Amanda is an evaluator interested in conducting reliable studies that help museums welcome and support all learners. She joined RK&A after completing a Master of Science in Art Education from The Pennsylvania State University, where her thesis research explored the effects of security guards on art museum visitors. Amanda enjoys working in multiple methodologies and is adept at both qualitative and quantitative analysis, and has a decade of experience evaluating with RK&A.
“Know thy Sports Fan: Lessons from Audience Research.”
In Stark, Douglas & Harris, Kathy, Interpreting Sports at Museums and Historic Sites. Lanham, MD: Rowman & Littlefield (in press).
By Amanda Krantz (co-author Dean Krimmel)
Without visitors, museums and historic sites would cease to exist. Thus, to sustain our institutions, we must improve our understanding of visitors, which we often do through audience research. But, undertaking an audience research project can be easier said than done. Using an audience research project for the Sports Legends Museum at Camden Yards as a case study, Krantz and Krimmel describe the motivations driving the project and approach to audience research, including a discussion of the findings and implications for the museum.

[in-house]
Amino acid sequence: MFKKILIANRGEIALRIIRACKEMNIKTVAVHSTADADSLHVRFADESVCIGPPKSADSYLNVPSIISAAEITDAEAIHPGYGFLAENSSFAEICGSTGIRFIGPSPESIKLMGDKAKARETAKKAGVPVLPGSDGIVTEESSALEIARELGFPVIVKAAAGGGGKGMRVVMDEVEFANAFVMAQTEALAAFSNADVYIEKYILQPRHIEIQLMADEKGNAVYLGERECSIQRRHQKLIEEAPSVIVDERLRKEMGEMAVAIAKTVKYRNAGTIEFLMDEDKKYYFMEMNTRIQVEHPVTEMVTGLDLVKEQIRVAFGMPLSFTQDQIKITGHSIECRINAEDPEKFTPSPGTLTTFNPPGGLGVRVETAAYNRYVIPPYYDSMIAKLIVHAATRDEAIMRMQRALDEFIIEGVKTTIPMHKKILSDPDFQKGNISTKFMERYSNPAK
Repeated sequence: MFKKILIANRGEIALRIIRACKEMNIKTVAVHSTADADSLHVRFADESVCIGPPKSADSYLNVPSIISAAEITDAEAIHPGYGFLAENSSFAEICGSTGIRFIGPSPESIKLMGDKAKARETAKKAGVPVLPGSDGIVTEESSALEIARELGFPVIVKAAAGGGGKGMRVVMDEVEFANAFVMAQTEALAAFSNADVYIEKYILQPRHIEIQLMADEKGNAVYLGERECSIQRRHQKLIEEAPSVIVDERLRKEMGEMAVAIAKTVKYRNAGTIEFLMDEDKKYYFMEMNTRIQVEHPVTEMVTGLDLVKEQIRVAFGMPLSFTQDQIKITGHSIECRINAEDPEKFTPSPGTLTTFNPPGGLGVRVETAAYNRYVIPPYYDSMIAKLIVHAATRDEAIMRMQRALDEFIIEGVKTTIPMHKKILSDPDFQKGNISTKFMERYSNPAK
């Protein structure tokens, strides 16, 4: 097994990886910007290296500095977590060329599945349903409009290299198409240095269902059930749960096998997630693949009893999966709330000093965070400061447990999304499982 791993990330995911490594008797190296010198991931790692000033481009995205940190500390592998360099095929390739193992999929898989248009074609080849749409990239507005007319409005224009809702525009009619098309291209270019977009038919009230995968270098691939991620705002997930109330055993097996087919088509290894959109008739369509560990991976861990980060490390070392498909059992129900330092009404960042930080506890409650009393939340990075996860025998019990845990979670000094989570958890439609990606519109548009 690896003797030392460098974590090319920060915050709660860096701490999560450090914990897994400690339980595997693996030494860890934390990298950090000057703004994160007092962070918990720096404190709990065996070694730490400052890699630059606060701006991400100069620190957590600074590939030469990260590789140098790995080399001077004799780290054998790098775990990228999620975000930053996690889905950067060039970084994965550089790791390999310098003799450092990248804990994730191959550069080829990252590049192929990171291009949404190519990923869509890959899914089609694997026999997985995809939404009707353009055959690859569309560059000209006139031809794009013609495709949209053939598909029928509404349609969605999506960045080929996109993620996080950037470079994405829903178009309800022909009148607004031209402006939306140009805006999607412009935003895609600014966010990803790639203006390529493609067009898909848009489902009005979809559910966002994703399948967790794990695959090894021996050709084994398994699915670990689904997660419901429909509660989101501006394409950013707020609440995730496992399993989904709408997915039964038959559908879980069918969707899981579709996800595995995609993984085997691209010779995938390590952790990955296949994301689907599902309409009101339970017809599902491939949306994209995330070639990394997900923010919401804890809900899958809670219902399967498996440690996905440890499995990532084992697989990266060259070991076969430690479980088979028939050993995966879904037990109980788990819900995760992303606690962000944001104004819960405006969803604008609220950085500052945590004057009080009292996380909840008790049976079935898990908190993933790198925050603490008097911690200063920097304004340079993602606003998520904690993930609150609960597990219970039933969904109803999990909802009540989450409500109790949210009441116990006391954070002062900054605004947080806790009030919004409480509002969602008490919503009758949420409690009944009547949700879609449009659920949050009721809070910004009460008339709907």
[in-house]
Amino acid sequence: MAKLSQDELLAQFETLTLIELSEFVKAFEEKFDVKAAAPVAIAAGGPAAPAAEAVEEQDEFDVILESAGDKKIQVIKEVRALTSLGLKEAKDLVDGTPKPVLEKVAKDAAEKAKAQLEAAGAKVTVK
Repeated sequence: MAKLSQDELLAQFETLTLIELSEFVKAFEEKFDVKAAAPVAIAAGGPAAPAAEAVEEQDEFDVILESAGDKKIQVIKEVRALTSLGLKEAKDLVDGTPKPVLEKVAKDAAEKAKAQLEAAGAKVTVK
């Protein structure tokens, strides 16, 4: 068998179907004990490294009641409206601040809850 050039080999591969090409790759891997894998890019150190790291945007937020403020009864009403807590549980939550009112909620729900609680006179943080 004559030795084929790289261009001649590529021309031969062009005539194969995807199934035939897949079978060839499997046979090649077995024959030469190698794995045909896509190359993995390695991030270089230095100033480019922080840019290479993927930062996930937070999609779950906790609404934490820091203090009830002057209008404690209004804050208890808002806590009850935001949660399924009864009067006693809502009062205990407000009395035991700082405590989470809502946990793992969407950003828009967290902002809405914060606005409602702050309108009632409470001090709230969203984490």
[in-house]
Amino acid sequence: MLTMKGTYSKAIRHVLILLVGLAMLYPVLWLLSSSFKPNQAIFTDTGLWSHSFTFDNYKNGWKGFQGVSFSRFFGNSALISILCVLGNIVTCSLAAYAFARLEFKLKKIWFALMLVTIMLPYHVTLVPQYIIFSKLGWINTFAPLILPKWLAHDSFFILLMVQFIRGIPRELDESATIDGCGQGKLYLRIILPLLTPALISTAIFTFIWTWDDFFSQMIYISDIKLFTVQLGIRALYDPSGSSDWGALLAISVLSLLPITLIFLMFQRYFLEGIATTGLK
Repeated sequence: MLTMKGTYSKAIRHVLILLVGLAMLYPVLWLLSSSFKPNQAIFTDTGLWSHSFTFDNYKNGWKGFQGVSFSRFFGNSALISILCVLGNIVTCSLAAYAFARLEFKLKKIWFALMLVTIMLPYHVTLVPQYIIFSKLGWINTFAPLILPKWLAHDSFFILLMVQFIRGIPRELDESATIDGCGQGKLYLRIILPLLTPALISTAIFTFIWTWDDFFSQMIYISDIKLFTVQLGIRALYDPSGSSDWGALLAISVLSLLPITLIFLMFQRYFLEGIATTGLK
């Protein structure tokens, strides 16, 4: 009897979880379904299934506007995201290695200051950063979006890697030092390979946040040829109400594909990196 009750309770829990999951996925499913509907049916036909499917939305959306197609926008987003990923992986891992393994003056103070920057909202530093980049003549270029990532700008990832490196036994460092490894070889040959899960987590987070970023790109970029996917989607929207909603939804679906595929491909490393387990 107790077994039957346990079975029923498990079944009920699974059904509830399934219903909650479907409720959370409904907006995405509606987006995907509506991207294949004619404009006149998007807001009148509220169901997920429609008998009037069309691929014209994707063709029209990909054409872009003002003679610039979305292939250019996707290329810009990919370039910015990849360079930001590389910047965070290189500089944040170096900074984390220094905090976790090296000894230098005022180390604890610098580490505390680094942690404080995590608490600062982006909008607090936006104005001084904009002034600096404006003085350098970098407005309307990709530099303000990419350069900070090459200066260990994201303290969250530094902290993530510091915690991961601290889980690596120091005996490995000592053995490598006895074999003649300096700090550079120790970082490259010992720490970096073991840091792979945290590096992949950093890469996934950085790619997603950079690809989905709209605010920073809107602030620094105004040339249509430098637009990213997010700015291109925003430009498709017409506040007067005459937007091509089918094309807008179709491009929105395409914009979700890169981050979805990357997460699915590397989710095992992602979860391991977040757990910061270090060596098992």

“Using Critical Appraisal to Inform Program Improvement.”
Journal of Museum Education, 2017.
By Cathy Sigmond, Amanda Krantz and Theresa Esterlund
This article describes critical appraisal, a method applied by RK&A to help a museum’s education department make data-driven decisions about programming. It discusses the benefits and challenges of this method from the perspective of both the educator and evaluator to highlight its potential utilization for other museum educators.
“Rethinking Museum Visitors: Using K-means Cluster Analysis to Explore a Museum’s Audience.”
Curator: The Museum Journal, 2009.
By Randi Korn, Amanda Krantz, and Margaret Menninger
This article describes how the statistical procedure K-means cluster analysis can be used to deconstruct the complex nature of museum visitors.Full Article
“The Parental Role in Children’s Museums: Perceptions, Attitudes, and Behaviors.”
Museums & Social Issues, 2010.
By Stephanie Downey, Amanda Krantz, and Emily Skidmore
This article presents the results of audience research at a children’s museum in Philadelphia. The research focuses on understanding the parental role in a children’s museum experience. In particular, it identifies and explains three barriers to full parental participation.Full Article